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Cylinder Seal with a Presentation Scene and an Inscription
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Cylinder Seal with a Presentation Scene and an Inscription


Description Provenance Inscription Credit
Description The scene on this seal features a bearded, standing deity in a horned crown, and a short tunic covered by long robe, with one leg on a footrest, possibly representing the god Shamash with his foot on a mountain. There is a standing figure with raised arms before this deity, and this second figure is slightly shorter, with one malformed, disproportionately large hand. Behind this figure is a third, smaller figure in a short tunic. The legs of this third, shorter figure are very muscular and his legs and tunic are rendered in extraordinarily fine detail. Additionally, this third figure holds an unrecognizable object in his hands. The faces of all three figures are very sharply rendered. Also incorporated into the scene is a cuneiform inscription in three registers. Cylinder seals are cylindrical objects carved in reverse (intaglio) in order to leave raised impressions when rolled into clay. Seals were generally used to mark ownership, and they could act as official identifiers, like a signature, for individuals and institutions. A seal’s owner rolled impressions in wet clay to secure property such as baskets, letters, jars, and even rooms and buildings. This clay sealing prevented tampering because it had to be broken in order to access a safeguarded item. Cylinder seals were often made of durable material, usually stone, and most were drilled lengthwise so they could be strung and worn. A seal’s material and the images inscribed on the seal itself could be protective. The artistry and design might be appreciated and considered decorative as well. Cylinder seals were produced in the Near East beginning in the fourth millennium BCE and date to every period through the end of the first millennium BCE.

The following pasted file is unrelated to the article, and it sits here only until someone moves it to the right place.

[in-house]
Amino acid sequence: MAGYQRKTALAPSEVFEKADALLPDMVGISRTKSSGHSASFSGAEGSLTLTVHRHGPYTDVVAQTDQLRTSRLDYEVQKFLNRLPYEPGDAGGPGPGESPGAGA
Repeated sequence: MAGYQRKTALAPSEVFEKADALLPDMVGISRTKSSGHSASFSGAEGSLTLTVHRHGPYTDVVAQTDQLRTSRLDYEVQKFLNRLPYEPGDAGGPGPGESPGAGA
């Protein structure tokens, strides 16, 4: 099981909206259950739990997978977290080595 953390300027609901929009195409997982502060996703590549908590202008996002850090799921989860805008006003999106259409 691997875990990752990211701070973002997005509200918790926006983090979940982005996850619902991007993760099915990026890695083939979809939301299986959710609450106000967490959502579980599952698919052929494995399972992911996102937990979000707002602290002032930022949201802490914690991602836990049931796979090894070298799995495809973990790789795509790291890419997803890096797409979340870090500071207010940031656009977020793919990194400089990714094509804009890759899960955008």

Provenance Henry Walters, Baltimore, [date and mode of acquisition unknown]; Sadie Jones (Mrs. Henry Walters), New York, 1931, by inheritance; Joseph Brummer, Paris and New York, 1941, by purchase; Walters Art Museum, 1941, by purchase.
Inscriptions [Transliteration, Akkadian] 1. {d}nam-bi zi-a 2. ur-sag ki asz-sza 3. sag-kal zi nu-gi4 [https://cdli.ucla.edu/search/archival_view.php?ObjectID=P272841]
Credit Museum purchase [formerly part of the Walters Collection], 1941

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Creators
Period
20th-12th century BCE (Old Babylonian or Middle Babylonian)
Medium
hematite
(Precious Stones & Gems)
Accession Number
42.710
Measurements
H: 1 1/8 x Diam: 7/16 in. (2.8 x 1.2 cm)
Geographies
Location Within Museum
Not On View

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